Fair testing for pot impairment presents roadblocks
One of the biggest roadblocks with legalizing recreational marijuana is how to accurately and fairly test for driving under the influence.
A person can test positive for tetrahydrocannabinol (THC), an active ingredient in marijuana, long after the effects have gone away.
Colorado and Washington made the THC limit for driving under the influence 5 nanograms of THC per milliliter of blood. However, the formula for how marijuana impairs people is complicated because of the amount of marijuana in a product and how it affects the user.
A frequent user of marijuana, for example, can trigger a positive test weeks after last smoking and not be impaired.
“When you look at drinking and driving, it’s easier for us as law enforcement to detect if someone is under the influence, because we have a Breathalyzer,” Luzerne County District Attorney Stefanie Salavantis said.
Having to analyze blood or urine to determine an impairment level is more difficult.
Officers have basic training for handling DUI cases and follow checklists to document what they observe, such as the appearance of someone who is pulled over or how they walk. These observations, along with a lab report, can be used as evidence in a DUI case.
“Based on the observations of the officer, that person’s tolerance may have been low, and they were very impaired,” Salavantis said. “These are very hard questions because each person handles drugs differently. It’s on a case-by-case basis.”
Drug recognition experts have more advanced training but there are only a few locally, so they are only called to assist with major incidents, such as a homicide by vehicle, she said.
Should marijuana be legalized, those experts are resources law enforcement likely would need to use more often.
‘We want to make sure our law enforcement is fully trained and knows what they can do when someone has medical marijuana.’
Stefanie Salavantis Luzerne County district attorney.
“I still have law enforcement coming to me saying we’re confused on what we can and can’t do,” Salavantis said. “We want to make sure our law enforcement is fully trained and knows what they can do when someone has medical marijuana.”
She said she is planning to have a training session soon with local law enforcement on the topic.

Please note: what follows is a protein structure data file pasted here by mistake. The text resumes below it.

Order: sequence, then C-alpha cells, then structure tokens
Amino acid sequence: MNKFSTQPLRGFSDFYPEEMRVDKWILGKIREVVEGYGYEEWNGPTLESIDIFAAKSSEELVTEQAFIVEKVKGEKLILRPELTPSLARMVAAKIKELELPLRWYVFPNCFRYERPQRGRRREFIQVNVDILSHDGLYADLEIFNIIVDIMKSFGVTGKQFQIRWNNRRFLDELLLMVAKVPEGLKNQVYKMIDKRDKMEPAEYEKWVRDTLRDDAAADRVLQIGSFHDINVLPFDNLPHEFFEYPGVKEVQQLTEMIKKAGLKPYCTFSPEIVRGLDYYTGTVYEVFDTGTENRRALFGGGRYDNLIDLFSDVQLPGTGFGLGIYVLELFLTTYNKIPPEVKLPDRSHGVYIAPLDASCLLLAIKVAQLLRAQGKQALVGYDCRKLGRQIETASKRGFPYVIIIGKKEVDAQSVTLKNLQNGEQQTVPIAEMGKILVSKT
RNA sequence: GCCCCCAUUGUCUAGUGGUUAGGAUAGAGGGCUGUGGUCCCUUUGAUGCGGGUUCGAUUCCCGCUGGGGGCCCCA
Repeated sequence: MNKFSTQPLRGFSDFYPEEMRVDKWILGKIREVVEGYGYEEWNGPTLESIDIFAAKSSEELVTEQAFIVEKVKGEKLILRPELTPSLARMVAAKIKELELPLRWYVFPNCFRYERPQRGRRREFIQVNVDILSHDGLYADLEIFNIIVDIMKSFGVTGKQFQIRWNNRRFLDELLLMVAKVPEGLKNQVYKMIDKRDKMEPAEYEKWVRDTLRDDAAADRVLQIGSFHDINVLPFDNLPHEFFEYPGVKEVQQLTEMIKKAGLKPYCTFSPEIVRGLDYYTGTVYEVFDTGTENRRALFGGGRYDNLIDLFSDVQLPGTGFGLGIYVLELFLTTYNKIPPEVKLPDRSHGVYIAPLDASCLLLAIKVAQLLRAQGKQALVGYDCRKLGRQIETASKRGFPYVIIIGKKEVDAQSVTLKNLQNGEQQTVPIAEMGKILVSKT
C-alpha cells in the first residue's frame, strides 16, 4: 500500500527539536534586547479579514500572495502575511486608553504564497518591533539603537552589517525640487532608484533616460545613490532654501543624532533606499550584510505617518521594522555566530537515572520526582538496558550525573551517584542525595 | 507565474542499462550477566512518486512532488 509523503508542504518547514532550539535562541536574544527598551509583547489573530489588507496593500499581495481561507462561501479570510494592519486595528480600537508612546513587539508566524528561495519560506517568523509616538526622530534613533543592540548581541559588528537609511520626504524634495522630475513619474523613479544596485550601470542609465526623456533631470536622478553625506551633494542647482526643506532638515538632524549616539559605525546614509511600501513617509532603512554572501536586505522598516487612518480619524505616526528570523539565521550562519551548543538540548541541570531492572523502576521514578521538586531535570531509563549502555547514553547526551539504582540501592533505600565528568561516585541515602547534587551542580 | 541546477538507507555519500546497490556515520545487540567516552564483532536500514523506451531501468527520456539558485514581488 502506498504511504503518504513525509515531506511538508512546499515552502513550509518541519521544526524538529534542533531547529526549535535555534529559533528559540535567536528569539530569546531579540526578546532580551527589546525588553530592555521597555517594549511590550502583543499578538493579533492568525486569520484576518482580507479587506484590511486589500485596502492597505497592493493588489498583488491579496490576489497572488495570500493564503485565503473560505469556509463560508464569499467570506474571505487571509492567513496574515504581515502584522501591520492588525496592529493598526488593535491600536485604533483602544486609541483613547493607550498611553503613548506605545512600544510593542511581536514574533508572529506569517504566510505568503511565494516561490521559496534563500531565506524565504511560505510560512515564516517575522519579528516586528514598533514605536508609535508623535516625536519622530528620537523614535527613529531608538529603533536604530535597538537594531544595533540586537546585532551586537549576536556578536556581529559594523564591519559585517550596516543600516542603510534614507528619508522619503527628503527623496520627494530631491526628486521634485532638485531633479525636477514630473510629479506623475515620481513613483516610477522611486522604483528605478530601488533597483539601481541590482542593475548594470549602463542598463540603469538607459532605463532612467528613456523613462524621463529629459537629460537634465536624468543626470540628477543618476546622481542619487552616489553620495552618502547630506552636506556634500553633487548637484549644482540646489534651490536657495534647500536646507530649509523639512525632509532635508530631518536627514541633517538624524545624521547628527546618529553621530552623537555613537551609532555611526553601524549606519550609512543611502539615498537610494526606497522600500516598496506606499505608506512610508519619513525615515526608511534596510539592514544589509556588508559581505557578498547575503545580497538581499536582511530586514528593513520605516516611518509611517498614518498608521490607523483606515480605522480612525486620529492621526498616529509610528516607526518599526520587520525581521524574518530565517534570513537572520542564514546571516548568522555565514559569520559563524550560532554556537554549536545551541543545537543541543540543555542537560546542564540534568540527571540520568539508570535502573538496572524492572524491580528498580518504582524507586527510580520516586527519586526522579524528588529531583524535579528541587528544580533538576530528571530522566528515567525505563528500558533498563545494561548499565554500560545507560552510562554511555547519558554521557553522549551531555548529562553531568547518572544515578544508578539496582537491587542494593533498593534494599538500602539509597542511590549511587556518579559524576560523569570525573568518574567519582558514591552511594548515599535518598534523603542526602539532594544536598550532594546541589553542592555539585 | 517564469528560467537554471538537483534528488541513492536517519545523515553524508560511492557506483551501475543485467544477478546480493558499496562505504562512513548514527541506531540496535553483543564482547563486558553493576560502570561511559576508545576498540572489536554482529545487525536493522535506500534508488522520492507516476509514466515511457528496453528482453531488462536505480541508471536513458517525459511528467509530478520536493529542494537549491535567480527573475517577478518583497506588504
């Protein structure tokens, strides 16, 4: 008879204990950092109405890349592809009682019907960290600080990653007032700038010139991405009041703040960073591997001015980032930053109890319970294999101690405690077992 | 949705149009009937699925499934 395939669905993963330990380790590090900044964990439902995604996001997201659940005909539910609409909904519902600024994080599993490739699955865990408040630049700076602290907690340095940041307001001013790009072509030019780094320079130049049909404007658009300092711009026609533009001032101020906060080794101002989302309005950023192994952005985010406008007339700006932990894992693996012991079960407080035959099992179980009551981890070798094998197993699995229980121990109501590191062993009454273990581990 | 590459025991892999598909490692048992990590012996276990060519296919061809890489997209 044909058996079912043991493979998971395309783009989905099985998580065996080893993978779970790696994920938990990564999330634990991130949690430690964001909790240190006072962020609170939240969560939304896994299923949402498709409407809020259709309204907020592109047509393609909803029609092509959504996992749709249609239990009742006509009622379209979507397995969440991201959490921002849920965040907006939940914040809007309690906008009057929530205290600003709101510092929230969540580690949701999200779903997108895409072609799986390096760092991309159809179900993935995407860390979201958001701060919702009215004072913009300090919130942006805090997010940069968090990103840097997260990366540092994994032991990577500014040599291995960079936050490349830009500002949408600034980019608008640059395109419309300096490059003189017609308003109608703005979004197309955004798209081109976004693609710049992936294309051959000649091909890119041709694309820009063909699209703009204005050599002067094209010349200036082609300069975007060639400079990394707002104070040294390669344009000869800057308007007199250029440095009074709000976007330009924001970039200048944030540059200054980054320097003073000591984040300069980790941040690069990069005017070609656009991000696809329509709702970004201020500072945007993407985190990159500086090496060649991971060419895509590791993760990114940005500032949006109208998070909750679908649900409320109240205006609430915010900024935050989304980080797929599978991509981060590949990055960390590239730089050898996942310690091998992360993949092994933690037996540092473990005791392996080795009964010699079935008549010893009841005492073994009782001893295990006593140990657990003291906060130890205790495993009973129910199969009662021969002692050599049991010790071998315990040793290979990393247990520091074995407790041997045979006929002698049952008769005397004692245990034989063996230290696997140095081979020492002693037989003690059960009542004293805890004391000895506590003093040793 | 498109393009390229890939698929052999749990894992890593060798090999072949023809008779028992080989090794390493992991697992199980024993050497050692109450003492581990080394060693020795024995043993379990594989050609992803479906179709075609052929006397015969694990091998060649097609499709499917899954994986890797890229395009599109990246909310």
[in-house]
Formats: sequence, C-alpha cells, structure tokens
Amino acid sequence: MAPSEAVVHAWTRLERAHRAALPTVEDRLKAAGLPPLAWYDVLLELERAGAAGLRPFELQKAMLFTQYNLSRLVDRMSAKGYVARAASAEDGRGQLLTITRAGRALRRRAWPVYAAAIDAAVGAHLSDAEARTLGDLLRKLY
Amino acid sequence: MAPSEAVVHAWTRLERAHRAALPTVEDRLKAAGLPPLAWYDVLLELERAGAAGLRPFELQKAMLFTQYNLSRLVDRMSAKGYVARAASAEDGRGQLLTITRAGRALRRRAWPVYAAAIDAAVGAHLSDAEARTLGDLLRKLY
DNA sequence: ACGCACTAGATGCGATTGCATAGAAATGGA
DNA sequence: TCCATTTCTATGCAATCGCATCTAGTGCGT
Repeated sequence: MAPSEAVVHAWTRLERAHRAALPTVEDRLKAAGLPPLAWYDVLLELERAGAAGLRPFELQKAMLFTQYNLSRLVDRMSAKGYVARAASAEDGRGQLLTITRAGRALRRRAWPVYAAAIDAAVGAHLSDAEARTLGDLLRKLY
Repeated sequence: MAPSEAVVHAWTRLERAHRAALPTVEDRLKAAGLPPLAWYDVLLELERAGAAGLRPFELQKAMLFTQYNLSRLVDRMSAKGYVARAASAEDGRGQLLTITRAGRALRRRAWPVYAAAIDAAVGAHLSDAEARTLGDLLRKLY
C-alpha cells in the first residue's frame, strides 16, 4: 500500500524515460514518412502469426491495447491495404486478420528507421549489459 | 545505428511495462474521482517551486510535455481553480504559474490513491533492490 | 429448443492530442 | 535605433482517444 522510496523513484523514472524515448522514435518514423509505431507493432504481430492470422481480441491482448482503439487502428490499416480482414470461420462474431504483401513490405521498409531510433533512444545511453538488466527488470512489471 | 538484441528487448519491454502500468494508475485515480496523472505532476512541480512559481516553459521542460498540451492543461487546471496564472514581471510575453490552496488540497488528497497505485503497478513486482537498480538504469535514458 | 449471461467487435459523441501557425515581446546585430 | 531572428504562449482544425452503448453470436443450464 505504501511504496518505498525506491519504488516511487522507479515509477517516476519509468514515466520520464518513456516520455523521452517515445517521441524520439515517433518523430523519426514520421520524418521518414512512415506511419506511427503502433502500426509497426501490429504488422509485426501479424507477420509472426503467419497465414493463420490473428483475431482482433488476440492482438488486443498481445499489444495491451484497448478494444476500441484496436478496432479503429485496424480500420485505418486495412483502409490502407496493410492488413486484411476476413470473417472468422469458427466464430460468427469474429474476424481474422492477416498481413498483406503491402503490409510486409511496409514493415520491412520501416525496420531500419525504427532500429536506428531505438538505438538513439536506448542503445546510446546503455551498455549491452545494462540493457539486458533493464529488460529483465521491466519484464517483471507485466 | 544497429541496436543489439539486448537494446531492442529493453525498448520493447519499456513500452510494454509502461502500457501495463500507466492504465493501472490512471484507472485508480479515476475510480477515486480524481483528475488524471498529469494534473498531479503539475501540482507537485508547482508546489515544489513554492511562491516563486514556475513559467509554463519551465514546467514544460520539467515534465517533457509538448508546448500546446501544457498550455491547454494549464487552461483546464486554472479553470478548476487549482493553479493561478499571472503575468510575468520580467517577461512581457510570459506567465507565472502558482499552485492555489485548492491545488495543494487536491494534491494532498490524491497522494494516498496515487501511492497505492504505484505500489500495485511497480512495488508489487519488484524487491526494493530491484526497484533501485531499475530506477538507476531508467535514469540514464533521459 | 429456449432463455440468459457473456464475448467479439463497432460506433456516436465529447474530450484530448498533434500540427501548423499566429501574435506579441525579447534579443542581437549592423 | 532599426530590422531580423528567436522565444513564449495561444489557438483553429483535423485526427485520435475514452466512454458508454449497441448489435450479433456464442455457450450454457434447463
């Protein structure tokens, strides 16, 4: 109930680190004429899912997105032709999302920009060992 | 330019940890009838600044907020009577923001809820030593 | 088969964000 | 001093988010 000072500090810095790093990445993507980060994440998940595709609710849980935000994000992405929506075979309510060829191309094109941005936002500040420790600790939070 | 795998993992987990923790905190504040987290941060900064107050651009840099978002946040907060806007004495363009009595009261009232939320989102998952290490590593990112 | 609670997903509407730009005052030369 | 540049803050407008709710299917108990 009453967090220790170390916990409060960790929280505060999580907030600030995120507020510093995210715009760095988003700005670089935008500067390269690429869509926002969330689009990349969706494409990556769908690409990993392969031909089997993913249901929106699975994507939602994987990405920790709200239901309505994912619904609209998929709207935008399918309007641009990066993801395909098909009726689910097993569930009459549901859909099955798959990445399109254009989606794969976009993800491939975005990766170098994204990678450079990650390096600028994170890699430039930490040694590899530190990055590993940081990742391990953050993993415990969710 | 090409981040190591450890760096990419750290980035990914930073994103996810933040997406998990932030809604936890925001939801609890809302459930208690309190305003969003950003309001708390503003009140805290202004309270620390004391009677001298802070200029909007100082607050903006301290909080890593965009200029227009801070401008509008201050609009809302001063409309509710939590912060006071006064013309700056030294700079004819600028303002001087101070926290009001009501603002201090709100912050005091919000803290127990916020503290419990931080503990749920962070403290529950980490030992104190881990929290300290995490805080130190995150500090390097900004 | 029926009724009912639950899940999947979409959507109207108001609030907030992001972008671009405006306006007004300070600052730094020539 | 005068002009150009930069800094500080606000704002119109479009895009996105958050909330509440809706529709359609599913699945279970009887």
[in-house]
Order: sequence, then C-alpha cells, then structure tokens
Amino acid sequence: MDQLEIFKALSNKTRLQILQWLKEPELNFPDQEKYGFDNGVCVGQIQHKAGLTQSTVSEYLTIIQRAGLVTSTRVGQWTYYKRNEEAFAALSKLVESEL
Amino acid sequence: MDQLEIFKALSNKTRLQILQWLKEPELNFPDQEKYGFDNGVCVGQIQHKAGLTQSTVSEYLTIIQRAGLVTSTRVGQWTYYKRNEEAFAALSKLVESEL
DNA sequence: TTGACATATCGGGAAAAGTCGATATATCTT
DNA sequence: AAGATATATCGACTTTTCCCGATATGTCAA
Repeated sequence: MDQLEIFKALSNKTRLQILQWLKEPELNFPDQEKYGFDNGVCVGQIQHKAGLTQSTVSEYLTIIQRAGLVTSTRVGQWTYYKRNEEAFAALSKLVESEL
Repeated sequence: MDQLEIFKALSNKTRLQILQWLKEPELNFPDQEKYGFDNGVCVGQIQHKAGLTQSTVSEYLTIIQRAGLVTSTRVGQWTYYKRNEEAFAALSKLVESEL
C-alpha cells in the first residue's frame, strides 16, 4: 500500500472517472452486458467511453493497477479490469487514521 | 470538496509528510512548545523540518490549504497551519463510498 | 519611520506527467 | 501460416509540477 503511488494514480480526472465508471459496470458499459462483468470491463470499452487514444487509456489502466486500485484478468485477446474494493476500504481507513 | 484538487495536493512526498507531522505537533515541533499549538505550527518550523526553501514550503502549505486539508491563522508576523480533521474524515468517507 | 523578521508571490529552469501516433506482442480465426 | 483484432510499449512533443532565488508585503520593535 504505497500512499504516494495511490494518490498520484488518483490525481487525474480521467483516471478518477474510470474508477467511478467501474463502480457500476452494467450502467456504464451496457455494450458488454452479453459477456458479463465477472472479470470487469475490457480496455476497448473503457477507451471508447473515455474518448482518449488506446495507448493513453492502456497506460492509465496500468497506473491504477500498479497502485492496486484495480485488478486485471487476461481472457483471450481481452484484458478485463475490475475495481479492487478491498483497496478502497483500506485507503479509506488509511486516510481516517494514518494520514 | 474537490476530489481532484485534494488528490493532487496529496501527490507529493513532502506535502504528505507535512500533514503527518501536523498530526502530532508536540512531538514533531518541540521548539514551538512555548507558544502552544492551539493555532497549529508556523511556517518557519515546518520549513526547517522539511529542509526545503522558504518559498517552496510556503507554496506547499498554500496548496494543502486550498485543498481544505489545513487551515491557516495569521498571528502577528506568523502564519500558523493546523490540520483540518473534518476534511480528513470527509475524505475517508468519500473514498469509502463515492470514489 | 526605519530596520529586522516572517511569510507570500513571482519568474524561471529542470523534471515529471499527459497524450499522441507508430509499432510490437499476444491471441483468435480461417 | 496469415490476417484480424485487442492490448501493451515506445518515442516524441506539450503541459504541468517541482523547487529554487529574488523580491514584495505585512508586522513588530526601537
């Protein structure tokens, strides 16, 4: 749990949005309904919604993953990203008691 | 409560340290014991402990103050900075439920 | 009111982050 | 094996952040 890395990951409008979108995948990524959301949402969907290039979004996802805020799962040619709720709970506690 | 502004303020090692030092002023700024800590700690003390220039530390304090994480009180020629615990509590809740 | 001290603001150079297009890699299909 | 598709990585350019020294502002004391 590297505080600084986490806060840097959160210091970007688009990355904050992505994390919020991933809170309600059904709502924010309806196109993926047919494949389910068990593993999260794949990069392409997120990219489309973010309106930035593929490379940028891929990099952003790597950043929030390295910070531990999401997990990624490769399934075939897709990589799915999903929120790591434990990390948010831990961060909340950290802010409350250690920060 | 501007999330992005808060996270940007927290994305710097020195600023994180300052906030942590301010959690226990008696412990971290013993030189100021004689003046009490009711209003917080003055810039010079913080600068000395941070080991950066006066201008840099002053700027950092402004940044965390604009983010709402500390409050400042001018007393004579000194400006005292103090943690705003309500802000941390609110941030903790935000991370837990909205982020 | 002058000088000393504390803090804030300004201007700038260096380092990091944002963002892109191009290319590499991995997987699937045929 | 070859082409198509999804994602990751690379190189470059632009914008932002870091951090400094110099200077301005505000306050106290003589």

Pennsylvania is a zero-tolerance state for driving under the influence of marijuana, said Pittsburgh-based criminal defense attorney Patrick Nightingale. The metabolized after-effects are enough to warrant charges. However, he discourages prosecutors to charge based only on the presence of a test with those metabolites.
Traditional law enforcement methods for detecting impairment, such as observing erratic driving, field sobriety tests or the smell of marijuana are methods that will not implicate medical marijuana patients, who would likely register a positive test.
Efforts continue to make a Breathalyzer that easily and effectively tests for marijuana use.
Pennsylvania’s adoption of medical marijuana has gone smoothly for policing in Scranton, said city Police Chief Carl Graziano.
“In Scranton, I can say that since the medical marijuana laws have been updated, we’ve had no adverse issues with it for DUIs or anything else,” he said. “Not to the degree that would make you rethink the laws.”
Potential laws that allow for recreational marijuana could bring greater change. Local law enforcement officials urged prudence as the state considers a measure.
Hazleton police Chief Jeff Speziale has questions before he supports legalizing recreational marijuana: How will it be controlled? Where can you use it? What effects will legalization have on underage access? How does it affect human development?
Drugs are the fuel behind many crimes and marijuana is part of that, he said. Also, illegal buyers enrich and strengthen suppliers, he said.
“That fuels the underground market of illegal drugs,” Speziale said. “That hits us when the supplier becomes stronger and stronger and more brazen. That’s where violence comes into it.”
Salavantis is researching if legal recreational marijuana would displace that illegal market.
While she hopes legalization would reduce violent crime, she expects a black market still would exist with prices that undercut the legal market. States with legalized marijuana still have an underground market, she said.